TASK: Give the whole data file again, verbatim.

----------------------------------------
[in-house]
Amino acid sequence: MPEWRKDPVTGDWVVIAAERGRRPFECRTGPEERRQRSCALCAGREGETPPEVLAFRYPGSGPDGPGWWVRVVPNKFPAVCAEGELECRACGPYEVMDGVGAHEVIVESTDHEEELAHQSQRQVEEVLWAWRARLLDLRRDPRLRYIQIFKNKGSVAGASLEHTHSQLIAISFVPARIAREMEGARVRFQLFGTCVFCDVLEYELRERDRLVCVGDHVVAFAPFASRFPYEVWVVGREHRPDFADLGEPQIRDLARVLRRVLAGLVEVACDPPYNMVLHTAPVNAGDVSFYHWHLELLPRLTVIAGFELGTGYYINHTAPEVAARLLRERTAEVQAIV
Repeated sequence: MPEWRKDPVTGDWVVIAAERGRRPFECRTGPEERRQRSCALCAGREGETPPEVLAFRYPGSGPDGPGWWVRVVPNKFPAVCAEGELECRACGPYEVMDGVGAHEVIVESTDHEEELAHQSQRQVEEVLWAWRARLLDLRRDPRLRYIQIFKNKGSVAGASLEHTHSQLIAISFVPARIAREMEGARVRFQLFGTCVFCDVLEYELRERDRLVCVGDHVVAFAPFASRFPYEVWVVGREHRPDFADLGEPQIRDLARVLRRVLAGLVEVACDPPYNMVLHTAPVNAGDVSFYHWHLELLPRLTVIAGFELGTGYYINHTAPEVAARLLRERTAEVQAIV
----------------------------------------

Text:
[in-house]
Amino acid sequence: MPEWRKDPVTGDWVVIAAERGRRPFECRTGPEERRQRSCALCAGREGETPPEVLAFRYPGSGPDGPGWWVRVVPNKFPAVCAEGELECRACGPYEVMDGVGAHEVIVESTDHEEELAHQSQRQVEEVLWAWRARLLDLRRDPRLRYIQIFKNKGSVAGASLEHTHSQLIAISFVPARIAREMEGARVRFQLFGTCVFCDVLEYELRERDRLVCVGDHVVAFAPFASRFPYEVWVVGREHRPDFADLGEPQIRDLARVLRRVLAGLVEVACDPPYNMVLHTAPVNAGDVSFYHWHLELLPRLTVIAGFELGTGYYINHTAPEVAARLLRERTAEVQAIV
Repeated sequence: MPEWRKDPVTGDWVVIAAERGRRPFECRTGPEERRQRSCALCAGREGETPPEVLAFRYPGSGPDGPGWWVRVVPNKFPAVCAEGELECRACGPYEVMDGVGAHEVIVESTDHEEELAHQSQRQVEEVLWAWRARLLDLRRDPRLRYIQIFKNKGSVAGASLEHTHSQLIAISFVPARIAREMEGARVRFQLFGTCVFCDVLEYELRERDRLVCVGDHVVAFAPFASRFPYEVWVVGREHRPDFADLGEPQIRDLARVLRRVLAGLVEVACDPPYNMVLHTAPVNAGDVSFYHWHLELLPRLTVIAGFELGTGYYINHTAPEVAARLLRERTAEVQAIV